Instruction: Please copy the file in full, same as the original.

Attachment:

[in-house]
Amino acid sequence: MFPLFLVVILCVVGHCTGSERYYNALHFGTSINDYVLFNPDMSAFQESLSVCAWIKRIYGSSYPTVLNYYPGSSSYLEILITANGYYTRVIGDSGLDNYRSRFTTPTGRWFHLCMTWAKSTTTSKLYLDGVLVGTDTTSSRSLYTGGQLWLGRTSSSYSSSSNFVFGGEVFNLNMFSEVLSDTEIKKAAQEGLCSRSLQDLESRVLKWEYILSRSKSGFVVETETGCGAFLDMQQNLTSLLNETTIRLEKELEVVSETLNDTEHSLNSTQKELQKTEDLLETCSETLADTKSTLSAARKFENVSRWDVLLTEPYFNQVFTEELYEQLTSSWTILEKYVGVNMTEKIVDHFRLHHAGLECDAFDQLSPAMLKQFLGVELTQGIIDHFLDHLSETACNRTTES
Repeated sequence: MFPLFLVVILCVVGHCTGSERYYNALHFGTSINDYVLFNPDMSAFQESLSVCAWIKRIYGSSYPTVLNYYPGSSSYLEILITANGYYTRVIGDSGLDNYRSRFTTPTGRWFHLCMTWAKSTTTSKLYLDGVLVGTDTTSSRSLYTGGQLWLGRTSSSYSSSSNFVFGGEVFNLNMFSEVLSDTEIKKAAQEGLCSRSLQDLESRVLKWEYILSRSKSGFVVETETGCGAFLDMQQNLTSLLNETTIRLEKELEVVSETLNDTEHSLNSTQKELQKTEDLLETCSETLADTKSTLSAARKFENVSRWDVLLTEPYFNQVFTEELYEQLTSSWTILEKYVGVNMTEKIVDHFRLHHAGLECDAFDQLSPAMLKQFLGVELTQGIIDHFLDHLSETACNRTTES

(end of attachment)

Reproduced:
[in-house]
Amino acid sequence: MFPLFLVVILCVVGHCTGSERYYNALHFGTSINDYVLFNPDMSAFQESLSVCAWIKRIYGSSYPTVLNYYPGSSSYLEILITANGYYTRVIGDSGLDNYRSRFTTPTGRWFHLCMTWAKSTTTSKLYLDGVLVGTDTTSSRSLYTGGQLWLGRTSSSYSSSSNFVFGGEVFNLNMFSEVLSDTEIKKAAQEGLCSRSLQDLESRVLKWEYILSRSKSGFVVETETGCGAFLDMQQNLTSLLNETTIRLEKELEVVSETLNDTEHSLNSTQKELQKTEDLLETCSETLADTKSTLSAARKFENVSRWDVLLTEPYFNQVFTEELYEQLTSSWTILEKYVGVNMTEKIVDHFRLHHAGLECDAFDQLSPAMLKQFLGVELTQGIIDHFLDHLSETACNRTTES
Repeated sequence: MFPLFLVVILCVVGHCTGSERYYNALHFGTSINDYVLFNPDMSAFQESLSVCAWIKRIYGSSYPTVLNYYPGSSSYLEILITANGYYTRVIGDSGLDNYRSRFTTPTGRWFHLCMTWAKSTTTSKLYLDGVLVGTDTTSSRSLYTGGQLWLGRTSSSYSSSSNFVFGGEVFNLNMFSEVLSDTEIKKAAQEGLCSRSLQDLESRVLKWEYILSRSKSGFVVETETGCGAFLDMQQNLTSLLNETTIRLEKELEVVSETLNDTEHSLNSTQKELQKTEDLLETCSETLADTKSTLSAARKFENVSRWDVLLTEPYFNQVFTEELYEQLTSSWTILEKYVGVNMTEKIVDHFRLHHAGLECDAFDQLSPAMLKQFLGVELTQGIIDHFLDHLSETACNRTTES